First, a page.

You called me fat.
Well, to be accurate, you yelled it from your too-small black car (compensating much), with the music and muffler far too loud for my taste. You actually slowed down, hit the button to lower your window, made the car behind you brake, and yelled “fatty fat ass” at me as I jogged along, minding my own business.
Maybe you didn’t think I heard you since I had my headphones in, but the volume with which you spoke could be heard by anyone within earshot – headphones or not.
Even though this happened months and months ago, I still remember it all. The smell of the hot summer day. The haze of the sun setting. The sound of traffic buzzing all around me.
See, the thing is, and the thing I’m not sure you’re aware of, is that I’ve called myself fat (and far, far worse) more times than you’ll ever have the chance to. What you’re also not aware of is that I was jogging my fat ass along to numb myself to the pain of my third miscarriage, to mute the sound of my infertility doctor telling me I’ve gained a “substantial amount of weight” since he’s last seen me, to erase the “not pregnant” line I kept seeing.
You clearly didn’t see who I was – you narrow-minded, attention-seeking, bruh who just wanted the approval of his fellow bruhs – but the point of this post isn’t to cast aspersions about who you are as you so callously did to me. Because the anger with which you called me a “fatty fat ass” could only have suggested that I was the worst kind of evil. And I would never want to make another human feel that way about who they are. Bruh.
What you didn’t see through your too-dark windows as you sped away, laughing with your friends, are my talents – as a mommy, as a wife, as a teacher, as an author. You did not see me drag my “fatty fat ass” out of bed at five every day to get ready for work and teach teenagers how to be good people (while maybe possibly teaching them how to appreciate literature). You did not see me help my children with their homework, reassuring them that they are not “too dumb” to understand first grade math. You did not see me fold five loads of laundry in record time – a real ninja-quality skill, if you ask me.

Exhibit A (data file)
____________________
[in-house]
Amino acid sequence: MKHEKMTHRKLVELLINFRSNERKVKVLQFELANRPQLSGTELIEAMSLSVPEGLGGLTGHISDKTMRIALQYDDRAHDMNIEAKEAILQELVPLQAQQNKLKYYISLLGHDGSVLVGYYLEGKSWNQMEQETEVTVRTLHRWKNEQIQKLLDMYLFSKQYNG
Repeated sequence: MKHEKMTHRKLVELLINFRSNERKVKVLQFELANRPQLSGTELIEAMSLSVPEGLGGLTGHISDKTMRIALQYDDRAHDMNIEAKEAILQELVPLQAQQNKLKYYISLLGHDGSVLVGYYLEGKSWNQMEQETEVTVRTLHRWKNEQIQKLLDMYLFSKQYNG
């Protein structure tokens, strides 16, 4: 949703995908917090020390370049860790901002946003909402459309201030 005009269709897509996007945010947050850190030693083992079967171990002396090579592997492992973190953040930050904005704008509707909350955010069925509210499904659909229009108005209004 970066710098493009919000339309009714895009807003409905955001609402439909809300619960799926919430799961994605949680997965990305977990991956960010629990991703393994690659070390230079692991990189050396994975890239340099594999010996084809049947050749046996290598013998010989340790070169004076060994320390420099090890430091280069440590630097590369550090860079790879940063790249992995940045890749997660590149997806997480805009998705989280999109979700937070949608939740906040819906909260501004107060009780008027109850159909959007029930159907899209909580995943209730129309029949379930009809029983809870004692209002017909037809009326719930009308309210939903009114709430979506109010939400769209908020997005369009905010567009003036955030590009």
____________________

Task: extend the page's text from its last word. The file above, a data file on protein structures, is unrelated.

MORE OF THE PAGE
You did not see me cry to my husband because it felt as if the world was stacking the deck against me, only to take a deep breath and say, “I’m going for a run to clear my mind.”
No. What you saw was me chugging down the road, as best I could, trying to drown out the noise of my life. No doubt you saw my belly and breasts jiggle with every step. Growing and feeding tiny humans tends to stretch things out, makes them saggy.
My “fatty fat ass” body did that. It grew people.
This all happened in the blink of an eye, but I had the rest of my three miles to reflect on it. I believe you live in a world where you think your words are the pinnacle of truth. You believe what you had to say about me was more important than what I feel about myself.
So let me tell you – I am proud of myself for running as self-medication because there are far worse options. I am proud of myself for never giving up on the family of my dreams, because if I had done that, I wouldn’t be staring at my fourth son, peacefully sleeping next to me as I write this. The son my oh-so-sensitive doctor told me I’d never have because I needed to lose weight.
I am more than my weight – and while I may not believe that right now, no matter how much I try to convince myself of its truth – I know that I am far more than your words.
I ran again today. Months after your words slapped me across my face. And on that run a woman, with beautiful blonde hair, and a perfect smile, gave me a huge thumbs-up from her car as she drove past me – a silent way-to-go.
She made me think “What if we spent more time celebrating the things that made us happy rather than bad-mouthing the things that didn’t” (you know, like a mother mourning the loss of what she thought would be her last chance of having another baby – the horrible person she is for wanting to breathe the same air as you).
When I rounded the corner of my driveway tonight, two of my kids were waiting for me. They clapped for me and had a bottle of water waiting. My pace sucked. I was a hot, sweaty mess. My spandex shorts were stuck to my “fatty fat ass”, but none of that mattered.
What mattered was I showed them they are capable. By pushing myself beyond what I thought was possible (running 3 miles at 8 weeks post-partum after being home, on my own, with four kids for over 12 hours, for the third day this week), I showed them that I am strong, that I am not my weight.
I hope in moments like those, when my teachings go beyond words, that my children learn the value of being a decent human, that they learn to applaud accomplishments rather than frown on those who even dare try.
So to the bruh who called me a “fatty fat ass” all those months ago, where are you now? Would your actions have made your own mother smile?
And to everyone else reading this, ask yourself what have you celebrated today instead of bashing it. Maybe it’s time we all (myself included) tried to focus on the positive rather than the negative.